Thursday, May 26, 2011

Embroidery on Wool

This embroidery is stitched on black wool. Anyone who has stitched on black wool knows that each of those words presents a problem. Wool is impossible to draw on no matter what color it is. You can make some broad general lines to follow but nothing this detailed. 
And of course marking a pattern on any black fabric is difficult because of the lack of good transfer choices.
For this design I used a product called Transfer-Eze. It is a water soluble, adhesive backed, stabilized that you can run through your printer. After I finalized the design in Photoshop, I printed it out and stuck the white sticky back fabric to my black wool.
Here is the piece when the stitching is complete but I have not yet dissolved the pattern, which is the white background area in the picture above.
In hindsight the only problem I had with the product was not rinsing the piece long enough. I thought I was getting some dye discharge from the wool, and perhaps I did. But a bigger problem was not letting the transfer dissolve enough to enable the ink to rinse away. Just something to keep in mind.
One other advantage to using this type of pattern transfer is that you can make design changes as you work using the pattern only as a guide. Since the drawing will disappear you are not locked into a design.
Another caution I would add; don't press the piece with the stabilizer still on it. It seems to make the product harder to stitch through, as though it was partially dissolved and then re-hardened, which may be what happened.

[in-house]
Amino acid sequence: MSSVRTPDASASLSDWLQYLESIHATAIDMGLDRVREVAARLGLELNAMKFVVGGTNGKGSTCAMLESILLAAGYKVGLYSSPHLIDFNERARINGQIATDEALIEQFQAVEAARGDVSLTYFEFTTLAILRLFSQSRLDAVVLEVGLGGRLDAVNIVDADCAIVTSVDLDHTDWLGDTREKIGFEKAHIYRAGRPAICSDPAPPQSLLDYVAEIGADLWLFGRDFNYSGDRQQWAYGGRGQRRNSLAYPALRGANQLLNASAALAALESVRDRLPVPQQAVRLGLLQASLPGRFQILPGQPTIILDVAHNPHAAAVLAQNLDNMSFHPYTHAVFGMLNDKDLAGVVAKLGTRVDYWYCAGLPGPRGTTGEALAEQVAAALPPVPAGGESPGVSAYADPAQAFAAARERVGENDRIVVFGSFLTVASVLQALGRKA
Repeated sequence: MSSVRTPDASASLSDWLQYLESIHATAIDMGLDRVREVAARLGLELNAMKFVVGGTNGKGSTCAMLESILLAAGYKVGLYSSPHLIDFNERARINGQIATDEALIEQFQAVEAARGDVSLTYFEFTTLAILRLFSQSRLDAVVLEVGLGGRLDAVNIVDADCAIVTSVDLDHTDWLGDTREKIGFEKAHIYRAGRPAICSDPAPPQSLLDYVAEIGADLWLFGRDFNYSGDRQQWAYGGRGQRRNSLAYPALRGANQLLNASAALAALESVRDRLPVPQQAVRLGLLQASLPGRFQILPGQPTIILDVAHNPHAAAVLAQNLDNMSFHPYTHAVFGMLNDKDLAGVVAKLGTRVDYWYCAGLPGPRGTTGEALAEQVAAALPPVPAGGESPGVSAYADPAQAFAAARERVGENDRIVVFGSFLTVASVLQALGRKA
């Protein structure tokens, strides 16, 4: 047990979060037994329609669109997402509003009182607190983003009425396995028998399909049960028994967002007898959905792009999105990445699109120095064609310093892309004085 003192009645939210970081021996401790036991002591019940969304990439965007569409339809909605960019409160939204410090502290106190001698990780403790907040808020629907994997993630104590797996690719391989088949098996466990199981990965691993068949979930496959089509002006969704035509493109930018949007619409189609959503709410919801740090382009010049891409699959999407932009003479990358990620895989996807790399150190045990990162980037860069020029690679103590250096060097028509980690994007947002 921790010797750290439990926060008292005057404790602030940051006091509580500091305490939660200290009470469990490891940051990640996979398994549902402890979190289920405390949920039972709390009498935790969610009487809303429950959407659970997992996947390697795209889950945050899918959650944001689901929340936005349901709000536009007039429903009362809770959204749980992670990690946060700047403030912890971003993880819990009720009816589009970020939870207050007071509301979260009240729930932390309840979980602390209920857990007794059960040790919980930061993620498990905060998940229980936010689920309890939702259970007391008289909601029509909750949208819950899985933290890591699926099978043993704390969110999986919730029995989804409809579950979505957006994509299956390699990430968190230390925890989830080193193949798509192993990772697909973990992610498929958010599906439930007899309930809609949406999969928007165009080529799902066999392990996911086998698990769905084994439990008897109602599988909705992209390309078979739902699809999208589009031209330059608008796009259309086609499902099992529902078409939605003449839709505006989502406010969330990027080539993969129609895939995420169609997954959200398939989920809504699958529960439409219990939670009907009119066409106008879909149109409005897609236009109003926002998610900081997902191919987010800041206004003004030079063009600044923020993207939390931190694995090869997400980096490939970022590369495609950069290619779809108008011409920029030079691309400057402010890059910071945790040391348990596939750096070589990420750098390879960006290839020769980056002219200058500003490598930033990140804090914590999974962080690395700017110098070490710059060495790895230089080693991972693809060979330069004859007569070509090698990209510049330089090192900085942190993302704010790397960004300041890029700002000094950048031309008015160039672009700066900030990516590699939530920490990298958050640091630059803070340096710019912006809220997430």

My favorite part is the chain stitched border.

Monday, May 23, 2011

More Machine Embroidery Possibilities

Here are two more possibilities when it comes to machine embroidery. The design above is an applique design from my WOW! Book. (See Sidebar) This is a 3-D embroidery version.
This is my little Chinese stage. The figure is connected to a wire slider, so she glides across the stage.

Thursday, May 19, 2011

Embroidery Machine Rockets

I spent about 8 years playing with digitized machine embroideries. That was the period when the carpel tunnel problems wouldn't allow me to hold a needle. In the long run, hours at the computer digitizing were just as hard on the hands as stitching, but what fun the hours were!
Above is a drawing of a rocket, below is it's digitized version. Teddy bears on sweatshirts on very nice, but embroidery machines can do so much more.

Tuesday, May 17, 2011

Stumpwork Embroidery

As promised here are pictures of my stumpwork embroidery efforts. Each is still a work in progress. In the picture above, the curtains, window frame, the bed, the coverlet and the headless creature are all stumpwork.

This segment is from an arched border and was worked several months ago. The berries are wrapped beads, some of the leaves are needlelace worked separately then attached, some are woven in place.

Monday, May 16, 2011

Thank You Heidi!

Heidi Kaisand has been a dear friend and kindred spirit for many years. A few weeks ago I was finally able to share my studio with her and Maureen for an evening of girl talk and a little wine, oh and a funny video of me explaining the Red House. Now all is posted for the world to see at Thank you Heidi!
When you visit her site be sure to check out the photo of her 3 beautiful children on Mother's Day. Too sweet!

New Embroideries

Embroidery has always been my first 'Making Things' love. The drawing, the stitching, the colors, the textures are all a part of the process and the pleasure.
Recently I have begun to explore needle lace and stumpwork embroidery. No pictures yet. Check back soon.

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